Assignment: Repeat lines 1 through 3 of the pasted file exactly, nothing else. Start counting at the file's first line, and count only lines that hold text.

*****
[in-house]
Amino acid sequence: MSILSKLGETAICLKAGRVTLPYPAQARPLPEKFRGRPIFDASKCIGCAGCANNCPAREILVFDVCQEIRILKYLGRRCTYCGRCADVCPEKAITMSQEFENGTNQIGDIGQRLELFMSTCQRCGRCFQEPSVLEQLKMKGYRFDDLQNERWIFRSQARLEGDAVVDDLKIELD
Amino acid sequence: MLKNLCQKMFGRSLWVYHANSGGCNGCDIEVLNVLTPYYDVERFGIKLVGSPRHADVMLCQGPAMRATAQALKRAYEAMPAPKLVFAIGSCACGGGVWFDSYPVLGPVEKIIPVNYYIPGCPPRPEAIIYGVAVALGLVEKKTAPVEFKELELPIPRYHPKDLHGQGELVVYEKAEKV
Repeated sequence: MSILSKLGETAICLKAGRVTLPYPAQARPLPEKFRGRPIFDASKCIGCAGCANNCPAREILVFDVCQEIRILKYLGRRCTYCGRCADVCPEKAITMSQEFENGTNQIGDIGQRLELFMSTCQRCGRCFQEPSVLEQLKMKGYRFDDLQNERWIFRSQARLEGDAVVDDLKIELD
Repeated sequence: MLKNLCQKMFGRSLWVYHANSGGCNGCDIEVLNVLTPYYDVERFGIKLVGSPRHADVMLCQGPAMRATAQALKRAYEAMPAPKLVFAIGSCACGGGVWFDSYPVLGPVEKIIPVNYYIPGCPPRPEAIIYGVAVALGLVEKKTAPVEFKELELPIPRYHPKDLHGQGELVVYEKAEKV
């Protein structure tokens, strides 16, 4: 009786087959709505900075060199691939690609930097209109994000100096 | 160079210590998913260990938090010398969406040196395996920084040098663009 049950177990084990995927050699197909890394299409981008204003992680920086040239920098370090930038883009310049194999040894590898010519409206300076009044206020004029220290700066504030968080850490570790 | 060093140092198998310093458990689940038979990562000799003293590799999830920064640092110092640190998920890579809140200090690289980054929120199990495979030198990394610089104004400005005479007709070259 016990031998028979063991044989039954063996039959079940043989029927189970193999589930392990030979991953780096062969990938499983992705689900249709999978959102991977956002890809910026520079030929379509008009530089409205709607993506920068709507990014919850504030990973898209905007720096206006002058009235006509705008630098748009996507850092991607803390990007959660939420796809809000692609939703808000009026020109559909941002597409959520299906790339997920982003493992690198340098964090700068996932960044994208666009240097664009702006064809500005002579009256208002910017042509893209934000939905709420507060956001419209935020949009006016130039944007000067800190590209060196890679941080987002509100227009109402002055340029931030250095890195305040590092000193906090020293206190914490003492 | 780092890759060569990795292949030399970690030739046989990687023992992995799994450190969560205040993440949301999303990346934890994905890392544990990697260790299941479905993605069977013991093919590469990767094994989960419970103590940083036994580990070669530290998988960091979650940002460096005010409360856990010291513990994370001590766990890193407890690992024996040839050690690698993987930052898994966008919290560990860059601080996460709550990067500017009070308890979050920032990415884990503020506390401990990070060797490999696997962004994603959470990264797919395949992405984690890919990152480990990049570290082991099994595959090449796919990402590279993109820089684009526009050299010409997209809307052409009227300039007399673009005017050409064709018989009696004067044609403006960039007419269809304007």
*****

[in-house]
Amino acid sequence: MSILSKLGETAICLKAGRVTLPYPAQARPLPEKFRGRPIFDASKCIGCAGCANNCPAREILVFDVCQEIRILKYLGRRCTYCGRCADVCPEKAITMSQEFENGTNQIGDIGQRLELFMSTCQRCGRCFQEPSVLEQLKMKGYRFDDLQNERWIFRSQARLEGDAVVDDLKIELD
Amino acid sequence: MLKNLCQKMFGRSLWVYHANSGGCNGCDIEVLNVLTPYYDVERFGIKLVGSPRHADVMLCQGPAMRATAQALKRAYEAMPAPKLVFAIGSCACGGGVWFDSYPVLGPVEKIIPVNYYIPGCPPRPEAIIYGVAVALGLVEKKTAPVEFKELELPIPRYHPKDLHGQGELVVYEKAEKV